Fall is here to stay

Fall is here to stay - 1


This was the banner on our NOAA forecast page this morning.  Just like that, over night, Summer is officially and dramatically over.  While drenching rains have not yet arrived, snow dusted the entire Swan Range to our east, and it’s parka-cold.  Our furnace came on for the first time, and I brought the wool throws out of storage to place on chairs and sofas, with a stack near the doors to the porch.  I’m looking forward to early evenings out there with the lanterns lit and the table-top heater going, and wool blankets on our laps.  The fire managers say the fires have been dampened down, and while even next weeks’ cold front may not put them out, I’m thinking the hint of smoke I smelled this morning might be from someone’s wood stove, though more likely, the smoldering nearby fires, which may take a long time to go dead.   But, now that Summer is over, I’m already dreaming of an Indian Summer in October, with golden leaves on the trees and sparkling blue lake water, and the clear, clean big skies of Montana.

I walked down by the water in the cool cloudy afternoon.  With so many stones washed up this year, we’ve greatly expanded our rocky beach.  The red umbrellas have been stored away and the kayaks are all on their rack–I didn’t find a single beach toy or swim mask, or anything to bear witness that summer once happened.  Looking at the paddle board, it seemed so long ago that Megan and her three friends were lined up in a row, holding on to the board and furiously kicking their way back home from the Lutheran Camp’s diving board.  The sailboat still bobs out there and we’re hopeful there will be a sail or two before it’s taken to dry dock.   It’s been two or three weeks since we’ve been out, but, oh, did it provide a summer of adventures with all of our guests!   From the frustrating attempt to raise the jib sail with Megan and group, to the voyage with the Millers in which we never got up to one knot of speed, and climaxing in the captain-overboard episode with the Stuebbe family, when we nearly crashed on the neighbor’s rocks.  Already, it all seems so long ago.

The Summer weather records are pouring in.  It was the driest since 1929–the Dust Bowl years.  All-time heat records for the date were broken.  Like many people, there was lots of “I can’t wait for this Summer to be over” laments in our household, yet, now that it’s gone, I’m instantly melancholy.  I know it’s a coincidence that our Summer ended at the same time the Cassini mission ended.  Gorgeous photos were all over the news sites, and words of bittersweet sadness from those who worked on the project for 22 years.  Thomas H. Zurbuchen, NASA’s associate administrator for science, said, “Cassini is really one of those quintessential missions from NASA.  It hasn’t just changed what we know about Saturn, but how we think about the world.”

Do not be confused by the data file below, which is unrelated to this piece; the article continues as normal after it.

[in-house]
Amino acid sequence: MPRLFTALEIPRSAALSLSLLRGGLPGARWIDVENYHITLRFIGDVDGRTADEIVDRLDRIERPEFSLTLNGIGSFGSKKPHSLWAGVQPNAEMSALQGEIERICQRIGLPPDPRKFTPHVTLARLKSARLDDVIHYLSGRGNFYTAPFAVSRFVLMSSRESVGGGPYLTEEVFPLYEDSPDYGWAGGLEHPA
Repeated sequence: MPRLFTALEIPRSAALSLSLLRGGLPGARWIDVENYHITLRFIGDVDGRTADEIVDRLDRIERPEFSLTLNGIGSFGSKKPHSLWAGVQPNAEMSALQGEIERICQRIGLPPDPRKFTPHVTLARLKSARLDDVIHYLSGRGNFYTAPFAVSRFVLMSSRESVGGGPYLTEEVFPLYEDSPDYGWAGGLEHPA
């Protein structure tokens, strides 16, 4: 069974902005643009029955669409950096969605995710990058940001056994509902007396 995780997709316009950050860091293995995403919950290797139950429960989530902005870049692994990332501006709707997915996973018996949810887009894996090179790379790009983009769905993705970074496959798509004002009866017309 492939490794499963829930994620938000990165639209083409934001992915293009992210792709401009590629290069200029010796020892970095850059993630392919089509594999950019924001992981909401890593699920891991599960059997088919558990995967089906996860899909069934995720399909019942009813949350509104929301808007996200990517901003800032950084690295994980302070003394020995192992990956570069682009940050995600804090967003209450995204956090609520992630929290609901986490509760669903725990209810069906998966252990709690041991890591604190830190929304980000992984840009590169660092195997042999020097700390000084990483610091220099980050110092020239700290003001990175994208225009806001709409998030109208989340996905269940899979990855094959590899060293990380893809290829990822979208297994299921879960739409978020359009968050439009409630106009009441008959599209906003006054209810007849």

Back in April, when Cassini went between the beautiful rings of Saturn for the first time, I wrote on this blog, “Humankind has always looked to the celestial stars overhead to try to make some sense of a grand scheme we cannot comprehend.  Thank you, Cassini, for making me feel connected this morning.”  I’m feeling the same way on this morning, saying good-bye to both Summer and that spacecraft.  Here we are, lowly earthlings, unable to exercise any control whatsoever of our daily weather patterns, yet, these same earthlings  have sent a spacecraft into space, which did everything it was asked to do, including exploding into the stars at the exact minute it was programmed to do, 22 years ago.  I don’t know how to think about any of this, except that what happens up there and what happens down here, are somehow not separate from one another.  The mystery and the wonder of it all…

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